Here’s my question. What if there was a poem That didn’t know what it was about until it got To the end of itself? So that the poet’s job isn’t To play with imagery and cadence and metrical Toys in order to make a point, but rather to just Keep going in order to find out that the poem is About how hard it is to watch your kids get hurt By things they can’t manage and you cannot fix. If I had been the boss of this poem I would have Made it so they can manage things, or I could be The quiet fixer I always wanted to be as a father; But that’s not what the poem wanted to be about, It turns out. This poem is just like your daughter: No one knows what’s going to happen, and there Will be pain, and you can’t fix everything, and it Hurts to watch, and you are terrified even as you Try to stay calm and cool and pretend to manage. Some poems you can leave when they thrash too Much but kids are not those sorts of poems. They Have to keep writing themselves, and it turns out You are not allowed to edit. You’re not in charge At all—a major bummer. I guess there’s a lesson Here about literature, about how you have to sing Without knowing the score . . . something like that. All you can do is sing wildly and hope it’ll finish So joyous and refreshing that you gape with awe.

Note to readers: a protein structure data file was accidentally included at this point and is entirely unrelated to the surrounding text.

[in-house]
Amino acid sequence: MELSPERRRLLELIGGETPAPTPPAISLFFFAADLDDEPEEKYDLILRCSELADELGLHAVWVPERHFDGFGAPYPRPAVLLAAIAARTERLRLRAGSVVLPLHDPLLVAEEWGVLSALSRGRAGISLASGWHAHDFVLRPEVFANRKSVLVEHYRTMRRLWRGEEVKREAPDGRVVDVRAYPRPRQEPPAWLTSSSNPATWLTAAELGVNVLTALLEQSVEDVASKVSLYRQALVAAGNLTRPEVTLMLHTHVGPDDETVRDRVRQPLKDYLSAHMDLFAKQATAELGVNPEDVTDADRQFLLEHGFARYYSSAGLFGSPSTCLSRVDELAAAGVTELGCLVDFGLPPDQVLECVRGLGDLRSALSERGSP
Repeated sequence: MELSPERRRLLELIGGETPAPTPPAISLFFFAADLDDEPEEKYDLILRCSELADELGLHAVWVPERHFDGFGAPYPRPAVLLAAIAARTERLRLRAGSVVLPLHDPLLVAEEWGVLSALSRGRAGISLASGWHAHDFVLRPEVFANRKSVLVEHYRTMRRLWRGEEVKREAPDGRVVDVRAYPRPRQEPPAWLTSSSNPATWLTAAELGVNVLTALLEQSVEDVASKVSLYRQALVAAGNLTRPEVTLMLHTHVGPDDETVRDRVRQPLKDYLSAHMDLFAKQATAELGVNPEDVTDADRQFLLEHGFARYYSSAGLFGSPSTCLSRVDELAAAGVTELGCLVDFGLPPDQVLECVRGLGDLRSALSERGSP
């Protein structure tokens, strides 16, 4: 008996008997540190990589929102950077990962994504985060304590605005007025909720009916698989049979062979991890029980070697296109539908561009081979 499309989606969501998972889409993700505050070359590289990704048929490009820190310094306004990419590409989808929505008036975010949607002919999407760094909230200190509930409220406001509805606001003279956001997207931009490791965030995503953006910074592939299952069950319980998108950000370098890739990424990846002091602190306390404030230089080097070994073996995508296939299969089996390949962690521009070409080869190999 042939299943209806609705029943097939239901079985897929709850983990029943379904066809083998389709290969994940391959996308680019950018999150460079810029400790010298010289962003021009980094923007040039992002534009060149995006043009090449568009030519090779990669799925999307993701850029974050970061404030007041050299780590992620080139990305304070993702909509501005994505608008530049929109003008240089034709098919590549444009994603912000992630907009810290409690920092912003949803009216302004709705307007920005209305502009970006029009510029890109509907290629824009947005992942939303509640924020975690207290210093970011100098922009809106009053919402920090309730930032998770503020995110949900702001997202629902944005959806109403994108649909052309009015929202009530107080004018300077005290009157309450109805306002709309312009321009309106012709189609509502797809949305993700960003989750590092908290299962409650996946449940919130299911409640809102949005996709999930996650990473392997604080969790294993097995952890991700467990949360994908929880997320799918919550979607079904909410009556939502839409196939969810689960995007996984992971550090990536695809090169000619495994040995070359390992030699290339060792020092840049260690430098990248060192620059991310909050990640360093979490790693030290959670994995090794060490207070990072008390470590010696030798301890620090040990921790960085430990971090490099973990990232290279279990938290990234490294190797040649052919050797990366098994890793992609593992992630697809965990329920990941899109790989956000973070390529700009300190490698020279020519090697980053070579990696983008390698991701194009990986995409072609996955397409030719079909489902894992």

Philosopher Michael Ruse is an ardent evolutionist and unbeliever, but he often comes to the defense of believers who are under fire from militant atheists like Richard Dawkins. Ruse says his sympathetic stance toward religion is partly due to his Quaker upbringing. “I grew up surrounded by gentle, loving (and very intelligent) Christians. I never forget that,” said Ruse. He also objects to what he regards as bad atheist arguments. Evolution explains the existence of religion as an adaptive mechanism, but that doesn’t necessarily explain it away. “It is as plausible that my love of Mozart’s operas is a byproduct of adaptation, but it doesn’t make them any the less beautiful and meaningful,” Ruse said (New York Times interview, July 8).